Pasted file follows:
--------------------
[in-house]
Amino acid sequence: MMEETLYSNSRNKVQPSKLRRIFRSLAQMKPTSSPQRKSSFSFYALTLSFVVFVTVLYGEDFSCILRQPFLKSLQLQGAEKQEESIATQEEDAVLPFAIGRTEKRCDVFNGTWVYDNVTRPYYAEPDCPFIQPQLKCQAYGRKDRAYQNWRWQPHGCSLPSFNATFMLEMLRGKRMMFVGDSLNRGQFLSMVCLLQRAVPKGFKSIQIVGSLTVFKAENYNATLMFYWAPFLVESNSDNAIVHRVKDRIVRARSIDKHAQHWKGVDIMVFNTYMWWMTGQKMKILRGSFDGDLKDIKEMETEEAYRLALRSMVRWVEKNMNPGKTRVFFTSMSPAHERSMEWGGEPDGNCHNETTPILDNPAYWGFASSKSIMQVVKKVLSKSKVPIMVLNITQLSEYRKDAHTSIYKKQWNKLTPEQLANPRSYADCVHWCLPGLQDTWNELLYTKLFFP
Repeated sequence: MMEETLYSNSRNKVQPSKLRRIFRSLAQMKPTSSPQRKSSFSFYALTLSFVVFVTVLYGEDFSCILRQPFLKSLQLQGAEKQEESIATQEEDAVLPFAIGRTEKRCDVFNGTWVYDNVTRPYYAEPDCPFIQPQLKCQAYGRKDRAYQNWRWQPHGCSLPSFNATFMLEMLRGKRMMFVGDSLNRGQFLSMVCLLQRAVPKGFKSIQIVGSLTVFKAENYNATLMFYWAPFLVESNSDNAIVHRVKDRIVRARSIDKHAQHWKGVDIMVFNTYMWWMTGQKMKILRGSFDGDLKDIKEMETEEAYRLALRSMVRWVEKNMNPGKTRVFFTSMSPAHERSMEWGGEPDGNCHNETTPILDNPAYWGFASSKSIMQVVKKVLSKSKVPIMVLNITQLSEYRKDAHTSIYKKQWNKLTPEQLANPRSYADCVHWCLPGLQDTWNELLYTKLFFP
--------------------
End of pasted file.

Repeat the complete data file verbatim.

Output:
[in-house]
Amino acid sequence: MMEETLYSNSRNKVQPSKLRRIFRSLAQMKPTSSPQRKSSFSFYALTLSFVVFVTVLYGEDFSCILRQPFLKSLQLQGAEKQEESIATQEEDAVLPFAIGRTEKRCDVFNGTWVYDNVTRPYYAEPDCPFIQPQLKCQAYGRKDRAYQNWRWQPHGCSLPSFNATFMLEMLRGKRMMFVGDSLNRGQFLSMVCLLQRAVPKGFKSIQIVGSLTVFKAENYNATLMFYWAPFLVESNSDNAIVHRVKDRIVRARSIDKHAQHWKGVDIMVFNTYMWWMTGQKMKILRGSFDGDLKDIKEMETEEAYRLALRSMVRWVEKNMNPGKTRVFFTSMSPAHERSMEWGGEPDGNCHNETTPILDNPAYWGFASSKSIMQVVKKVLSKSKVPIMVLNITQLSEYRKDAHTSIYKKQWNKLTPEQLANPRSYADCVHWCLPGLQDTWNELLYTKLFFP
Repeated sequence: MMEETLYSNSRNKVQPSKLRRIFRSLAQMKPTSSPQRKSSFSFYALTLSFVVFVTVLYGEDFSCILRQPFLKSLQLQGAEKQEESIATQEEDAVLPFAIGRTEKRCDVFNGTWVYDNVTRPYYAEPDCPFIQPQLKCQAYGRKDRAYQNWRWQPHGCSLPSFNATFMLEMLRGKRMMFVGDSLNRGQFLSMVCLLQRAVPKGFKSIQIVGSLTVFKAENYNATLMFYWAPFLVESNSDNAIVHRVKDRIVRARSIDKHAQHWKGVDIMVFNTYMWWMTGQKMKILRGSFDGDLKDIKEMETEEAYRLALRSMVRWVEKNMNPGKTRVFFTSMSPAHERSMEWGGEPDGNCHNETTPILDNPAYWGFASSKSIMQVVKKVLSKSKVPIMVLNITQLSEYRKDAHTSIYKKQWNKLTPEQLANPRSYADCVHWCLPGLQDTWNELLYTKLFFP